Monday, September 26, 2005

"Out of Country" Voting (OCV) in Conflict Zones

Just got the new copy of "Democracy (at sign) Large"in my mailbox.

In a special section on elections, there is a fine article by Ben Goldsmith, current the Deputy Chief Elections Officer in Afghanistan.

Ben writes about the challenges facing a nation that wants to encourage political participation by all of its citizens, but which has a large diaspora, in the case of Afghanistan and Iraq (the two cases considered in the article), disaporas caused by recent war and continuing civil unrest.

I can't do justice to the article here, and encourage everyone to look at it, but in brief, Ben considers:

  • The political question. Do domestic political actors want the diaspora to vote? How large is the diaspora relative to the domestic population? Will including the diaspora help stablize the new regime by encouraging participation of citizens presumably living in more stable settings, or will there be suspicion about those living abroad, presumably subject to "foreign" influences?
  • The registration question. Presuming that you have decided to allow citizens living abroad to vote, how do you confirm their qualifications?
  • The diplomatic question. Not every county will welcome campaign mobilization by a foreign nation within its borders. In the case of Iraq and Afghanistan, Ben has a nice discussion of how "Memoranda of Understanding" (MOU) were required with Iran, Pakistan, and 12 other nations.
  • The cost and administration questions. Simple enough: who pays for what will be more complicated and presumably more expensive election machinery? How will you actually administer the ballots (by mail? with local election machinery? at diplomatic missions?).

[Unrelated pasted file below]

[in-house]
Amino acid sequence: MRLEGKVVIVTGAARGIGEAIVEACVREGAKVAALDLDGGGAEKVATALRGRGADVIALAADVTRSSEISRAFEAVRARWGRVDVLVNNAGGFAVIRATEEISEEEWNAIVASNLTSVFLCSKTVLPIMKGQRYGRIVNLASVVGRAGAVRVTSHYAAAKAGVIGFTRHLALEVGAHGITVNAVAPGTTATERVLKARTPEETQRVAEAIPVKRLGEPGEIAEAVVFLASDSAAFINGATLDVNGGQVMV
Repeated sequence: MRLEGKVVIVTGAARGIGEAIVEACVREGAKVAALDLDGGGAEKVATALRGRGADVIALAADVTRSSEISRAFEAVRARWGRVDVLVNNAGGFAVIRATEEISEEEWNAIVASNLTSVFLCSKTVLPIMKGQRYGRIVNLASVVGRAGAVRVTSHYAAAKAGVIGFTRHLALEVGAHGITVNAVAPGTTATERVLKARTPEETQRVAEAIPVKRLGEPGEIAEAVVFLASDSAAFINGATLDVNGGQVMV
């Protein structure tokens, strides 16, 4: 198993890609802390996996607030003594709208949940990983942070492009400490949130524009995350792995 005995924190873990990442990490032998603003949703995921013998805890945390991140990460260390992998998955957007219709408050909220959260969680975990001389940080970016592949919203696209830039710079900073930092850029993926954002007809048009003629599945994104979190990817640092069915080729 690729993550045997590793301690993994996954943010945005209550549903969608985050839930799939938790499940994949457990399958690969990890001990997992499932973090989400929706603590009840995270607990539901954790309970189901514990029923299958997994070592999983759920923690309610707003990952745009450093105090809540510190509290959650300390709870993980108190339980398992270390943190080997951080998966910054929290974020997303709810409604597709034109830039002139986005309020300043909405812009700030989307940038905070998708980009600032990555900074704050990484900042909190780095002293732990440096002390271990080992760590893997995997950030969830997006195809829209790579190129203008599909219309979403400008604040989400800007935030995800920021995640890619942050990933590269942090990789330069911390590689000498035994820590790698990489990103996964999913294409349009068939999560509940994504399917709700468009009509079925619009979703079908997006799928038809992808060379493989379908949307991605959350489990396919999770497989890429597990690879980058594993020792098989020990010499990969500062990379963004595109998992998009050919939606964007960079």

These are but a few of the important questions that are raised by OCV elections. In the specific cases of Iraq and Afghanistan, as an illustration, the country's handled the difficult issue of timing (elections were held so rapidly after the end of the conflict) by allowing citizens to "register" and "vote" at the same time, and then keeping the records available for challenge.

I've written about diaspora and OCV elections in this blog. Mexico has legalized voting by citizens living in the United States. This will in all likelihood result in massive GOTV and campaign rallies in LA, San Diego, and other American cities. Other countries, including Ghana, Phillipines, Israel, and Sri Lanka have recently relazed expatriate voting requirements.

It will be interesting to see how the administrative hurdles are overcome, but perhaps more interesting will be the new political dynamics that are created by these new, large, and potentially highly influential expatriate voting segments.


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